At Darwin airport in Australia, Victor Ryker slid his Dutch passport across the desk to the Aboriginal Customs official. As the officer checked the declaration form, he looked the burly blonde man over. ‘Mister Van Heer – no smoking in the arrival’s hall.’
Ryker paused briefly, caught out by the use of the false name in the passport. He said nothing, then used his mechanical hand to grip the small cigar, took a last drag and stubbed it out on the side of the customs desk.
The malice in the stranger’s pale blue eyes checked the Customs officer’s rebuke. ‘The binoculars you’ve declared, value – $600? I’ll have to see them.’
Ryker unzipped his bag and lifted them out.
‘Yeah, special night vision binoculars . . . for hunting.’
The officer stamped Ryker’s card and cleared him through. He checked Leonid Berkei’s passport. Strangely, the Bulgarian document was stamped, ‘not valid for Africa’. The officer glanced at the huge man with the Stalin moustache. He stood motionless; an unshaven tattooed chunk of chiselled Bulgarian basalt. He wore khaki fatigues; the shirtsleeves rolled up revealing a tattoo of an owl brandishing a dagger. The Customs officer could not identify the emblem. Only one in a thousand westerners would recognise the symbol of Russia’s SPETSNAZ and the destructive force it represented. He cleared the Bulgarian and Kim Hysan, his North Korean travelling companion through.
They were picked up outside by a well-built Australian in a Land rover. Steve ‘Semtex’ Saggers was an ex-SAS commando and like the other three mercenaries, a highly trained Special Forces soldier.
Ryker wasted no time. ‘Did you get everything, Semi?’
Saggers partly avoided the question. ‘I’ve leased the biggest low-loader I could find. It’s got a power winch and rear ramps to take the ‘dozer.’
‘How big is the bulldozer?’ Berkei enquired.
Kim Hysan joined the questioning. ‘Will the bucket carry enough broken rock as specified?’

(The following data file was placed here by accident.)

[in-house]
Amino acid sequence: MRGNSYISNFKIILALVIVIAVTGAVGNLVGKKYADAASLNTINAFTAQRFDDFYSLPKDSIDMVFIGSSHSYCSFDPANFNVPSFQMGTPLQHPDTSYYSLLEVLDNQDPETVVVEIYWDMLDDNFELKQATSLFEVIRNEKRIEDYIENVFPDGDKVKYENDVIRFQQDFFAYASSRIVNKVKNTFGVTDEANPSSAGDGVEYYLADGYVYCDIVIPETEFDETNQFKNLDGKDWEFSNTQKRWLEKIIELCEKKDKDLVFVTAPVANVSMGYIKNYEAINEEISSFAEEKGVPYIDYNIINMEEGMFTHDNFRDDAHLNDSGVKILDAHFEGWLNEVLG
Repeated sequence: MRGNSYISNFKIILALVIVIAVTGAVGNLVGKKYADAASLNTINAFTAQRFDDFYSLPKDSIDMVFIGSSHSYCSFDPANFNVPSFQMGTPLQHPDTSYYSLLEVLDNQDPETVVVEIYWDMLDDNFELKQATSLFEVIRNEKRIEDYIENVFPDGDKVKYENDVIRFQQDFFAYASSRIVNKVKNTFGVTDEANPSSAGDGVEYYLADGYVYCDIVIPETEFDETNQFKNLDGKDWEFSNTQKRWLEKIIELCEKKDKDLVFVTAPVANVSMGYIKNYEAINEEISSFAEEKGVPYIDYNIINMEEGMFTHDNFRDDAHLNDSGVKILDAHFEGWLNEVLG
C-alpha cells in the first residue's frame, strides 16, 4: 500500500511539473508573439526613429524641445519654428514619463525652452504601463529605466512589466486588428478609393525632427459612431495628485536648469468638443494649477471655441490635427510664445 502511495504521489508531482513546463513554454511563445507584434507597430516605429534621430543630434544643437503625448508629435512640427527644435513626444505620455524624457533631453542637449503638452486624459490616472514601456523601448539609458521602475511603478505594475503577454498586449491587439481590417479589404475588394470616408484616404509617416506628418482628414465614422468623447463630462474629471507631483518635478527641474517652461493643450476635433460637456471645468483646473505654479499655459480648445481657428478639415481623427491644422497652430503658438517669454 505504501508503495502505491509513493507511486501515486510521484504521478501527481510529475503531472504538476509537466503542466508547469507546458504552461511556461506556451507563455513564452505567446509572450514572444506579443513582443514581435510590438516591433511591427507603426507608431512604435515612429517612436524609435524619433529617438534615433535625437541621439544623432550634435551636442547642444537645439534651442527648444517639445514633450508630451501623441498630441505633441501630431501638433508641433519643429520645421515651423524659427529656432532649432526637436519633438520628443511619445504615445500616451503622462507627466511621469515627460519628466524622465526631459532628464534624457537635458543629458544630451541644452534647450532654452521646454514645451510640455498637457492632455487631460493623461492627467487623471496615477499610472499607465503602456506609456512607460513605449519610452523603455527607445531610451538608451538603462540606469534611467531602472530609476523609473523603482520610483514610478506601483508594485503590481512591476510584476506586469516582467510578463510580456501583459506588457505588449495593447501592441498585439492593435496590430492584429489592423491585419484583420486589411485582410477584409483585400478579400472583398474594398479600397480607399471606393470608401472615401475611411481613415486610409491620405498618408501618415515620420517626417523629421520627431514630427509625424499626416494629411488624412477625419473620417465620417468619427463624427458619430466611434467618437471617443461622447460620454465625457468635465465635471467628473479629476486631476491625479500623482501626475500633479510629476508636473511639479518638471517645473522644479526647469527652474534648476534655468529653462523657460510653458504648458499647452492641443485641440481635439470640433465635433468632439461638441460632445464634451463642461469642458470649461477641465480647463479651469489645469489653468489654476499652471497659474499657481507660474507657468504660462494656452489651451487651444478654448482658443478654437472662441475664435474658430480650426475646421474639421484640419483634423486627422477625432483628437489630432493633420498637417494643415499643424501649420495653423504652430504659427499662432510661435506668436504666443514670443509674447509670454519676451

‘No worries.’ Saggers stopped the Land rover outside a fenced yard, just across the highway from the airport. The low loader, bulldozer and a helicopter all waited inside. ‘The only problems are the helicopter and foil weather balloons. That’s the only chopper I could lease on short notice, an old Bell 47 used for cattle mustering. It’s a three seater though and should do the job.’
Ryker studied the equipment then turned back to the Australian. ‘What about the weather balloons?’
‘Couldn’t get ‘em, but there’s a stack at the weather station over there, on the far side of the airport. No real security, shouldn’t be a problem . . . but I’ll need some extra cash.’
‘Same with Tindal airbase. Unbelievable for a military installation, no surface radar, no perimeter alarms or patrols – just a three metre fence topped with doubled barbed wire and a drainage trench.’ Ryker paused. ‘Why do you need extra cash?’
‘It’s been difficult organising this and besides, I had to bribe additional parties.’
‘Another twenty thou’ should do it.’
Ryker suppressed his anger and sidestepped the issue. ‘You still an ace with explosives, Semi?’
‘None better. Why?’
‘I’ll agree to your price if you’ll do some extra work.’
Saggers looked elated and relieved. ‘You name it.’
‘I want you to cover our trail so any investigation is delayed.’
‘What’s the requirement?’
‘Four separate half kilo Semtex packs, each with integral radio activated detonators and two remote control transmitters to detonate them.’
‘Piece o’ piss. You need me to set ‘em?’
‘No, you’ll be flyin’ the chopper back. I’ll set ‘em after we take what we need and you can detonate ‘em once we’re all clear. I’ll need the Semtex tonight, that okay?’
‘No problem.’ Saggers replied as he dropped the three men off at the Darwin Hilton.
Within six hours, ‘Semi’ Saggers returned with the specified explosives and remotes. ‘Right, it’s all set up and ready to go. All you need to do is arm it.’ As he handed the packs over he changed the subject. ‘Viper, when do we get paid?’